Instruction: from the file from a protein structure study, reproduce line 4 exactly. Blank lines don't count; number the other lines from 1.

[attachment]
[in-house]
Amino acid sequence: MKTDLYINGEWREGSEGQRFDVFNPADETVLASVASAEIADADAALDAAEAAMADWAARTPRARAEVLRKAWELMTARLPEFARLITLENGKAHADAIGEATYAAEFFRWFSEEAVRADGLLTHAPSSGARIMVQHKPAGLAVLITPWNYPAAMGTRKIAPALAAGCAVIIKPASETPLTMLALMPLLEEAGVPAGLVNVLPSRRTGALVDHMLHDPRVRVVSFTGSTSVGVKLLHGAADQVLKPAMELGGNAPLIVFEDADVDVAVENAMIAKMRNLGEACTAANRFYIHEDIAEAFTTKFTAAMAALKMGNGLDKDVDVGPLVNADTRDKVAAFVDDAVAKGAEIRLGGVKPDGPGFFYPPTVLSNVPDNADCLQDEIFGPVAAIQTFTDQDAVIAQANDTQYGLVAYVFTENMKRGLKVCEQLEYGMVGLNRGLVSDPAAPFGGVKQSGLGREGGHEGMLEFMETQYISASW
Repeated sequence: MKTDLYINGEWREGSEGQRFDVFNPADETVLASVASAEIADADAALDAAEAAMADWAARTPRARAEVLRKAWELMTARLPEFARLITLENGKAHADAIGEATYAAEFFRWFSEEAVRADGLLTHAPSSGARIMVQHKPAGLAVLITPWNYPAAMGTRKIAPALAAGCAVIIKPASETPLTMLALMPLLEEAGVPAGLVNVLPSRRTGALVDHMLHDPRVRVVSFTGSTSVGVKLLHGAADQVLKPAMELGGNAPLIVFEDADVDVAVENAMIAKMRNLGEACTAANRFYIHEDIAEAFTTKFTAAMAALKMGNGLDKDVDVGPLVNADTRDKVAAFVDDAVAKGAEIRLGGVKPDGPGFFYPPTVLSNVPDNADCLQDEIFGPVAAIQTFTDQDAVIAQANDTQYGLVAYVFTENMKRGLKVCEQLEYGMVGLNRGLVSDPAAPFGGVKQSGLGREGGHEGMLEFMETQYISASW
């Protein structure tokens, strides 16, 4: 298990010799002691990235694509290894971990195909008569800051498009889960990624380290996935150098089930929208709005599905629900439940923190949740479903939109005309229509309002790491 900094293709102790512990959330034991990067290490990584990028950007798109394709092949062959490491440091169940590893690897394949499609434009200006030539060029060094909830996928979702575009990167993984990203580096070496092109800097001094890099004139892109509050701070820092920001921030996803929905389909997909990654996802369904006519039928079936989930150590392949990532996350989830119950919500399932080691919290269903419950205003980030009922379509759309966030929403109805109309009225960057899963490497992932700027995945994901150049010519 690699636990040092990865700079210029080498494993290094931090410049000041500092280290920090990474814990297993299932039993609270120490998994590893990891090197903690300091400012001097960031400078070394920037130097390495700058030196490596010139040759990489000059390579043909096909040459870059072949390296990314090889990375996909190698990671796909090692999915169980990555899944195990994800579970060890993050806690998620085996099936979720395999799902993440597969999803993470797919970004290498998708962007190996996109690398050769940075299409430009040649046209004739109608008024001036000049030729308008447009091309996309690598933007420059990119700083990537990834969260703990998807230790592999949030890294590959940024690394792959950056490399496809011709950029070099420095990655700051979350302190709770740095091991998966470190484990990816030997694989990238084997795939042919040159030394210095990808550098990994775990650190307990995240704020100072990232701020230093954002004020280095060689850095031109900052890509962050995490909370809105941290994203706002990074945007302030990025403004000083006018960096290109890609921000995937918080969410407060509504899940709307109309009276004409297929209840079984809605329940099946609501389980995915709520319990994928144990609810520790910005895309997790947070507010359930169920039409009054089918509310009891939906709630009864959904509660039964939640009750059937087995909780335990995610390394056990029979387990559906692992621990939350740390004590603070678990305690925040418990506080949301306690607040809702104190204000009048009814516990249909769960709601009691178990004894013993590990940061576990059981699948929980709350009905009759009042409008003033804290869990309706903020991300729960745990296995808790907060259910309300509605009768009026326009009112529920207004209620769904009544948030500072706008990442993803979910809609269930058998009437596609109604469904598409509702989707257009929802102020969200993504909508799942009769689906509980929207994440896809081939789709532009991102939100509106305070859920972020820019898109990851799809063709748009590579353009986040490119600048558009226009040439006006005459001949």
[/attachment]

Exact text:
């Protein structure tokens, strides 16, 4: 298990010799002691990235694509290894971990195909008569800051498009889960990624380290996935150098089930929208709005599905629900439940923190949740479903939109005309229509309002790491 900094293709102790512990959330034991990067290490990584990028950007798109394709092949062959490491440091169940590893690897394949499609434009200006030539060029060094909830996928979702575009990167993984990203580096070496092109800097001094890099004139892109509050701070820092920001921030996803929905389909997909990654996802369904006519039928079936989930150590392949990532996350989830119950919500399932080691919290269903419950205003980030009922379509759309966030929403109805109309009225960057899963490497992932700027995945994901150049010519 690699636990040092990865700079210029080498494993290094931090410049000041500092280290920090990474814990297993299932039993609270120490998994590893990891090197903690300091400012001097960031400078070394920037130097390495700058030196490596010139040759990489000059390579043909096909040459870059072949390296990314090889990375996909190698990671796909090692999915169980990555899944195990994800579970060890993050806690998620085996099936979720395999799902993440597969999803993470797919970004290498998708962007190996996109690398050769940075299409430009040649046209004739109608008024001036000049030729308008447009091309996309690598933007420059990119700083990537990834969260703990998807230790592999949030890294590959940024690394792959950056490399496809011709950029070099420095990655700051979350302190709770740095091991998966470190484990990816030997694989990238084997795939042919040159030394210095990808550098990994775990650190307990995240704020100072990232701020230093954002004020280095060689850095031109900052890509962050995490909370809105941290994203706002990074945007302030990025403004000083006018960096290109890609921000995937918080969410407060509504899940709307109309009276004409297929209840079984809605329940099946609501389980995915709520319990994928144990609810520790910005895309997790947070507010359930169920039409009054089918509310009891939906709630009864959904509660039964939640009750059937087995909780335990995610390394056990029979387990559906692992621990939350740390004590603070678990305690925040418990506080949301306690607040809702104190204000009048009814516990249909769960709601009691178990004894013993590990940061576990059981699948929980709350009905009759009042409008003033804290869990309706903020991300729960745990296995808790907060259910309300509605009768009026326009009112529920207004209620769904009544948030500072706008990442993803979910809609269930058998009437596609109604469904598409509702989707257009929802102020969200993504909508799942009769689906509980929207994440896809081939789709532009991102939100509106305070859920972020820019898109990851799809063709748009590579353009986040490119600048558009226009040439006006005459001949």